We have to have that trust in our brothers and sisters. That no matter what happens to us, our firefighter family will get us out.

4108Y2cpKsL__AA160_If you ever see a firefighter’s death on TV, you’ll see some firefighters carrying the body out. Those are his fellow brothers on the compnay he ran on. It is an unbroken tradition on the fire department that in the case of a line-of-duty death, his brothers from his fire company will bring him out. It is the saddest thing in the world, knowing that you could not save your brother.

We spend a lot of time with our brother firefighters.  We sleep, eat, and spend downtime with each other just [bullcrap]ting with each other in the firehouse. Citizens see us out in public buying food for dinner. Or washing the rigs outside the firehouse. The public perception is that we just hang around the firehouse, waiting for a run.

Filmmakers and journalists can’t go where we work. We have 47 pounds of gear on, carrying twenty pounds of tools, plus dragging a couple-hundred-pound, water-filled hose. Then we go to work in a 200 to 400 degree environment in close to zero visibility. Things often go wrong and we depend on each other at fires to save each other’s lives. We trust each so much that we go into burning buildings with our brothers voluntarily, knowing that if a beam falls on us, they will drag us out or stay with us and die trying.

That trust is not easy to build up. We have to know that guy is going to be there to pull us out. You do not want to have any doubts about the person you are going into the fire with.

We’re pretty hard on new firefighters. We have to know if we can break you. Yeah, you passed the test. You took the class.  But are you going to be there for me when we’re in a fire, each lugging over two hundred pounds of assorted gear, tools, and fire hose, iin 400 degree plus temperatures, five minutes left on our air supply, and the roof collapses? Can you pull me out? Can you?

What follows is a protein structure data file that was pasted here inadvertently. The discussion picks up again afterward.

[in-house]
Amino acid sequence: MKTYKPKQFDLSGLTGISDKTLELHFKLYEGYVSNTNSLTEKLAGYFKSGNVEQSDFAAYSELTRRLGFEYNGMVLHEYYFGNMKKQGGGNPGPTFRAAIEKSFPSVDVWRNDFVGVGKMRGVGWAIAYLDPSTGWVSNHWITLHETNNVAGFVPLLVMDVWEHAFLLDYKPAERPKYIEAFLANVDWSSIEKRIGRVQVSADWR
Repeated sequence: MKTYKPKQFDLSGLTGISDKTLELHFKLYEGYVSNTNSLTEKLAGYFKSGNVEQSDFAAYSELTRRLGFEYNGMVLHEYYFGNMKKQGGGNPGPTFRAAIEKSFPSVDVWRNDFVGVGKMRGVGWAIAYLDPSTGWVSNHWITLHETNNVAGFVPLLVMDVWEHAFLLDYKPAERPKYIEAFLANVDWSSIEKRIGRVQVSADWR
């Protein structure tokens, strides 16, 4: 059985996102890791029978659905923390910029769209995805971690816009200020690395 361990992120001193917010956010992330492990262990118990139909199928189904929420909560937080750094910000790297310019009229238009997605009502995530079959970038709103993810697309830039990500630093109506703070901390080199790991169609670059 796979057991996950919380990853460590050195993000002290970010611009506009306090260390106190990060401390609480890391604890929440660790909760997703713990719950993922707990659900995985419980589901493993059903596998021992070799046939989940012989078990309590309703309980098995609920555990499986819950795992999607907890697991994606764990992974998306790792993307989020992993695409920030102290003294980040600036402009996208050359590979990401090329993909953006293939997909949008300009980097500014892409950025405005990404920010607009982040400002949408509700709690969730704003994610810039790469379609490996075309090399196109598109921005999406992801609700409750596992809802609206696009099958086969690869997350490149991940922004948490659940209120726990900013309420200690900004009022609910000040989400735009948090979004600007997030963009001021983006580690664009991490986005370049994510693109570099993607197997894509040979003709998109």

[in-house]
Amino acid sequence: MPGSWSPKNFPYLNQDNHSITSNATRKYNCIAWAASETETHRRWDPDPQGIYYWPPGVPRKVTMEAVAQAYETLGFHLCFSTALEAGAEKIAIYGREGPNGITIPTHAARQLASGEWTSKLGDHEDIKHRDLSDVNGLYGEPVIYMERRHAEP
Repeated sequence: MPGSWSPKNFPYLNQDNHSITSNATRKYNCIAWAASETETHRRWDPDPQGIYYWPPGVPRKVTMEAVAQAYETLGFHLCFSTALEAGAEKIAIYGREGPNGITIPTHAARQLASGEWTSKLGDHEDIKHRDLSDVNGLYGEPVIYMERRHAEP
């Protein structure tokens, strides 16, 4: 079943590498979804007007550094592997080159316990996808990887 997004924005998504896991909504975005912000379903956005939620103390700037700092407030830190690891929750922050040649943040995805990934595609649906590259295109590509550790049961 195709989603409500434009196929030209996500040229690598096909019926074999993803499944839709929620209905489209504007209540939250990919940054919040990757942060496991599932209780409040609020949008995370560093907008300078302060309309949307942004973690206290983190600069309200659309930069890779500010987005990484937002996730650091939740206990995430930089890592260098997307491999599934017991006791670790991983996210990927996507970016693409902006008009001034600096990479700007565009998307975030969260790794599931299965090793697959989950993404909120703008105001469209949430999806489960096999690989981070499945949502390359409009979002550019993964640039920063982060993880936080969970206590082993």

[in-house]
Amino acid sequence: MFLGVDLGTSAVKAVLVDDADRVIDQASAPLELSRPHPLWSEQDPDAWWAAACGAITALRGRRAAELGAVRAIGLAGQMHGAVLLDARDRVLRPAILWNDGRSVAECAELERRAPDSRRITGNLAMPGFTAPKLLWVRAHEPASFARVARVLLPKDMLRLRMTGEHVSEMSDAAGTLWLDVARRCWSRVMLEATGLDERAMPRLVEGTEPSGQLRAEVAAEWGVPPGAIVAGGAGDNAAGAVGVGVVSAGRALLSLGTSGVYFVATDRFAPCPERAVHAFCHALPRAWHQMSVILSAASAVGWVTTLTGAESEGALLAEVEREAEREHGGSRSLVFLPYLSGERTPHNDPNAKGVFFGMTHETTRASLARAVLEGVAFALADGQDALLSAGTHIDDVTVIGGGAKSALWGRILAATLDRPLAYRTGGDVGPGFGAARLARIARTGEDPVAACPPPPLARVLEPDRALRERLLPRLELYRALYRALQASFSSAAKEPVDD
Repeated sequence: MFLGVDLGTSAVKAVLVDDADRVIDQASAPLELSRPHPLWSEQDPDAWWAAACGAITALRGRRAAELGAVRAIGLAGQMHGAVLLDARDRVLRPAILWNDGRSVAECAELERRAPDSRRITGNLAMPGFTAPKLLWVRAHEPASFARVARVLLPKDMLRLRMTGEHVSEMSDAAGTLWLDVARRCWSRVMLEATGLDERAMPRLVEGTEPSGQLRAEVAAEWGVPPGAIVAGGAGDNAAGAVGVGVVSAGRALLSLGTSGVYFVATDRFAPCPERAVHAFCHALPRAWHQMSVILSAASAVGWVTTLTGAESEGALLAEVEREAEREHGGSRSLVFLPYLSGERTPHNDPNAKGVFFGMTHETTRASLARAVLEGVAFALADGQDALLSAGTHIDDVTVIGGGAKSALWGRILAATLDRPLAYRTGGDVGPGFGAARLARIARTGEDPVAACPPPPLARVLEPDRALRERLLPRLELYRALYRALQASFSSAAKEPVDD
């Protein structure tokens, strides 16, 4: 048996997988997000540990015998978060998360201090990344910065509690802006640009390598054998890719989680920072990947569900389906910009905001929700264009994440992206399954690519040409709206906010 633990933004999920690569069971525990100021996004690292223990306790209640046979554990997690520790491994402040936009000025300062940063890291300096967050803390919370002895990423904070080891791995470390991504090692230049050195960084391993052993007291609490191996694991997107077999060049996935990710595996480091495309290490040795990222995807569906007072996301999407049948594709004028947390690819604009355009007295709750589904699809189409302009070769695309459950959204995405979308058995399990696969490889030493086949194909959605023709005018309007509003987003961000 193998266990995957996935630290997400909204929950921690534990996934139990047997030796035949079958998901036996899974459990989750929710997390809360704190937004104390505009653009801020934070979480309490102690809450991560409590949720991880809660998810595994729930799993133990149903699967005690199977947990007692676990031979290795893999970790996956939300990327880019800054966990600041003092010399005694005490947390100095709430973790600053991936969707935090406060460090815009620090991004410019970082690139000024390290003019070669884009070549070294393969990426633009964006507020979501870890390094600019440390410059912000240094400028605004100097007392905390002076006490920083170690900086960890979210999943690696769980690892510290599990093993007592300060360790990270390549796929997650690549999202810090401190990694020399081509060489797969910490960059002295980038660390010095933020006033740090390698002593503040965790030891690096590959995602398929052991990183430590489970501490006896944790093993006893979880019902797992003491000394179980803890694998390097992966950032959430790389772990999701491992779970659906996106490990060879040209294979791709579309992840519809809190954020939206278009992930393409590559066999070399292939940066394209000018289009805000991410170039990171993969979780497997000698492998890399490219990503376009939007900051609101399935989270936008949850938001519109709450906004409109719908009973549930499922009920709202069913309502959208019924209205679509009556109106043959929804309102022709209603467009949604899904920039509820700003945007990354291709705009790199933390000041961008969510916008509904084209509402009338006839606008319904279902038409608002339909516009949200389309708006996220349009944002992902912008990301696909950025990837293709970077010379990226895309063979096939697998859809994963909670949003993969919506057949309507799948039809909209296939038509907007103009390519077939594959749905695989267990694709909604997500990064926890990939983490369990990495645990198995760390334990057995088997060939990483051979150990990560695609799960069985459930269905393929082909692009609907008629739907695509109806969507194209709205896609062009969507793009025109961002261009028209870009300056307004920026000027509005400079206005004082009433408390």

If we can break you with words or practical jokes, then the fire is definitely going to break you. And we can’t count on you. Trust me, we’re going to find your buttons pretty quickly and we are going to keep pushing them to see how you react.

A fire department is just like a family. More specifically, the fire station you run out of is your extended family, and the crew you run with on your rig is your nuclear family. We always joke about the fire department being a dysfunctional family but it really isn’t. A real family may have rifts that never heal, but a fire company can’t — and doesn’t — function like that.

Don’t get me wrong — we have hellacious, knock-down, drag-out fights between ourselves. But at the end of the day, the only question left is, “Can you pull me out?”

My first fire department was the Antioch College Fire Department, nicknamed “Maples” after the dorm we lived in that was next to the fire garage. For about three years, eight of us lived there — most of us year-round. We were hard on newcomers, but once you were accepted, you were family. Thirty-five years later, we’re still very close.

The feeling grows over the years. Our shared experiences, the runs we’ve been on, and the joys and sorrows of life that we’ve known together create a deep bond. We’ve seen each other at our best, hugged each other at our worst, and know we will always be there for our brothers.

The best feeling in life is sitting on the back of the rig with a couple brothers after a righteous stop on a fire. We’re peeling off equipment, hacking the smoke out of our lungs that snuck in past our masks, blowing black chunks of God knows what out of our noses. We’re sucking oxygen out of a tank, struggling to get our breath back, thinking over the close calls. No words are spoken, but none are needed.

As Kris Kristofferson said, we may not have always beaten the devil, but we sure drank a lot of his beer for free. That, my friends, is the closest feeling in the world.

If you’d like to pre-order a copy of The Last Noble Profession: 29 Years of Kicking Down Doors and Helping People at a $10 discount, pop on over to GoFundMe right now!  You can check out Mikey’s other books at his Amazon author page, here.

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Book Tour – Vanessa Wester, Author of the “Evolution” Trilogy